RULE #9

Do not get sunburned.

Sunburn is not only painful and unattractive—it’s also and obvious sign of inexperience. Most greenhorns wait too long before applying sunscreen. Once you’ve burned on an expedition, you may not have a chance to get out of the sun. Then the burn gets burned, skin peels away, blisters sprout on the already swollen lips. You get the idea. Wear zinc oxide. You can see exactly where and how thickly it’s applied and it gives you just about 100% protection. It does get on your sunglasses, all over your clothes and in your mouth. But that’s OK. Unlike sunshine, zinc oxide is non-toxic.

 

RULE #10

 Do not get killed.

Suppose you make the summit , chain-smoking Gilanes and carrying the complete works of Hemingway in hardcover. Pretty macho, huh? Suppose now that you take a vertical detour down a crevasse and never make it back to camp. Would you still qualify as a hero? And would it matter? Nobody’s going to run any fingers through your new chest hair. The worst thing to have on your outdoor resume is a list of the possible locations of your body. Besides, your demise might distract your team members from enjoying what’s left of their vacations.

 

All expedition behavior really flows from this one principle: Think of your team, the beautiful machine, first. You are merely a cog in that machine. If you have something to prove, forget about joining an expedition. Your team will never have more than one member.

The IQUEST ADVENTURES – ANNAPURNA CIRCUIT TREK (NEPAL)

ATC

Annapurna circuit trek …. !!!!

This trek takes you through distinct regional scenery of rivers, flora, fauna and above all – mountains.    There are four regions that are passed through on the trek; Lamjung, Manang, Mustang and Myagdi.

Lamjung and Myagdi of the lower elevations are both predominantly Hindu and with lush green subtropical valleys with villages and terraced farming. Manang and Mustang are of the higher elevations and are predominantly Tibetan Buddhist.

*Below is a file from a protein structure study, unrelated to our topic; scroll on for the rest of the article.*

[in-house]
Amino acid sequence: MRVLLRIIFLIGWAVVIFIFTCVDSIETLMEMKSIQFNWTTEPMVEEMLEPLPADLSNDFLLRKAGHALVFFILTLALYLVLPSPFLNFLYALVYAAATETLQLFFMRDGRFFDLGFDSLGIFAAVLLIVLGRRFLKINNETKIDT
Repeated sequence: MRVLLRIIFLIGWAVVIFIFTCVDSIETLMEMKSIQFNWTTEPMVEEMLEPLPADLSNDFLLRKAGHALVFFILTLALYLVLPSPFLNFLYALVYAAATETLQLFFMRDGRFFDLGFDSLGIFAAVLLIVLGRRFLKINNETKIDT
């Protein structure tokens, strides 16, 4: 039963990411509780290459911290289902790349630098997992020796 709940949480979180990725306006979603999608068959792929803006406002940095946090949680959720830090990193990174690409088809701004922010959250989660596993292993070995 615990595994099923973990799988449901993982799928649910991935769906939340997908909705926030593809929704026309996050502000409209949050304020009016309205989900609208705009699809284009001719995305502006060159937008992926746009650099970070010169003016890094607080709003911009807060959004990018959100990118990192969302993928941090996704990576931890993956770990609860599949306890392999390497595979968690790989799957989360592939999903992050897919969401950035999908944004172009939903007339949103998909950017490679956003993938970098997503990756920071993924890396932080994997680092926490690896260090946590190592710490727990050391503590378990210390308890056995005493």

The trek goes counter-clockwise reaches its summit in Thorung La (pass) at the height of 5416m, or 17,769 feet.  The route goes past the  mountains,      passing through the world’s deepest gorge in between those two 8,000-plus meter peaks. Poon Hill, at the end of the trek, affords views of those two mountains, as well as South Annapurna and Macchupucchre, the “Fishtail Mountain.”

The trek also goes through Buddhist villages and Hindu holy sites, most notably the village of Muktinath, a holy site for both Buddhists and Hindus, and Braga, one of the oldest monasteries in the region. From Dharapani to
Kagbeni you will be walking the Annapurna section of The Great Himalaya Trail, a long distance trekking route that connects Nepal from East to West.
To Be led by a Highly experienced Mountaineering Leader and supported by well experienced Guides and Friendly Staff…!

Dates : 5th April to 20th April 2014 ,KTM to KTM.
Type of Trek : Tea House.
Highest point:  17873 ft/5416 mts.
Focus : Villages, monasteries, wildlife, high passes, and dramatic landscape.
Grade : Physical Challenge, Hard trek overall, so physical fitness is recommended.

Day to Day Itinerary:-

Day 01: 5th April 2014: Arrival in Kathmandu
Upon arriving in Kathmandu (Tribhuvan International Airport), a representative will meet you and help you transfer to your hotel by private bus. Enjoy a free evening to explore Kathmandu and recover from your jet-lag. Meet the our trip leader during a short pre-tour briefing before dinner.